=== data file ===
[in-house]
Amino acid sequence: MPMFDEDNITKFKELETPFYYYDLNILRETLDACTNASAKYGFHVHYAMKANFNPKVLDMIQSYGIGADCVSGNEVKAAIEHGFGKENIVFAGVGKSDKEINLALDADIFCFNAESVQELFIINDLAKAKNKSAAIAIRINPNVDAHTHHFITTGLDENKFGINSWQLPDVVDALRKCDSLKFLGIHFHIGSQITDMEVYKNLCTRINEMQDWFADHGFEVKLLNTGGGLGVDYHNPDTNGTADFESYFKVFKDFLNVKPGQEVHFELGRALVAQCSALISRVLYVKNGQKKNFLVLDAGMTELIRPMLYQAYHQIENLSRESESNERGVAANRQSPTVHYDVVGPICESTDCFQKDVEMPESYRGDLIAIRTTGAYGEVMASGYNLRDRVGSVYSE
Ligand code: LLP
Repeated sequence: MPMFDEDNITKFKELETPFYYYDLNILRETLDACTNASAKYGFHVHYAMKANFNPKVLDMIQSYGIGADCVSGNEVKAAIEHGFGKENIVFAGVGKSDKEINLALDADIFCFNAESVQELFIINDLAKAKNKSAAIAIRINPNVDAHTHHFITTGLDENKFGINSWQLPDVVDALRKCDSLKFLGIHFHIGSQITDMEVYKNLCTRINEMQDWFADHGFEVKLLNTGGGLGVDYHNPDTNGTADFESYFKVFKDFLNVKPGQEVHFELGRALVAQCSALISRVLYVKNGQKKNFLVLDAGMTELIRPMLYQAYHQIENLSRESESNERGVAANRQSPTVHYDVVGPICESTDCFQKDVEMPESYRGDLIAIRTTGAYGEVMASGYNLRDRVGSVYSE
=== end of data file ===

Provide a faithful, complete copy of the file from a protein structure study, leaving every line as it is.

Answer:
[in-house]
Amino acid sequence: MPMFDEDNITKFKELETPFYYYDLNILRETLDACTNASAKYGFHVHYAMKANFNPKVLDMIQSYGIGADCVSGNEVKAAIEHGFGKENIVFAGVGKSDKEINLALDADIFCFNAESVQELFIINDLAKAKNKSAAIAIRINPNVDAHTHHFITTGLDENKFGINSWQLPDVVDALRKCDSLKFLGIHFHIGSQITDMEVYKNLCTRINEMQDWFADHGFEVKLLNTGGGLGVDYHNPDTNGTADFESYFKVFKDFLNVKPGQEVHFELGRALVAQCSALISRVLYVKNGQKKNFLVLDAGMTELIRPMLYQAYHQIENLSRESESNERGVAANRQSPTVHYDVVGPICESTDCFQKDVEMPESYRGDLIAIRTTGAYGEVMASGYNLRDRVGSVYSE
Ligand code: LLP
Repeated sequence: MPMFDEDNITKFKELETPFYYYDLNILRETLDACTNASAKYGFHVHYAMKANFNPKVLDMIQSYGIGADCVSGNEVKAAIEHGFGKENIVFAGVGKSDKEINLALDADIFCFNAESVQELFIINDLAKAKNKSAAIAIRINPNVDAHTHHFITTGLDENKFGINSWQLPDVVDALRKCDSLKFLGIHFHIGSQITDMEVYKNLCTRINEMQDWFADHGFEVKLLNTGGGLGVDYHNPDTNGTADFESYFKVFKDFLNVKPGQEVHFELGRALVAQCSALISRVLYVKNGQKKNFLVLDAGMTELIRPMLYQAYHQIENLSRESESNERGVAANRQSPTVHYDVVGPICESTDCFQKDVEMPESYRGDLIAIRTTGAYGEVMASGYNLRDRVGSVYSE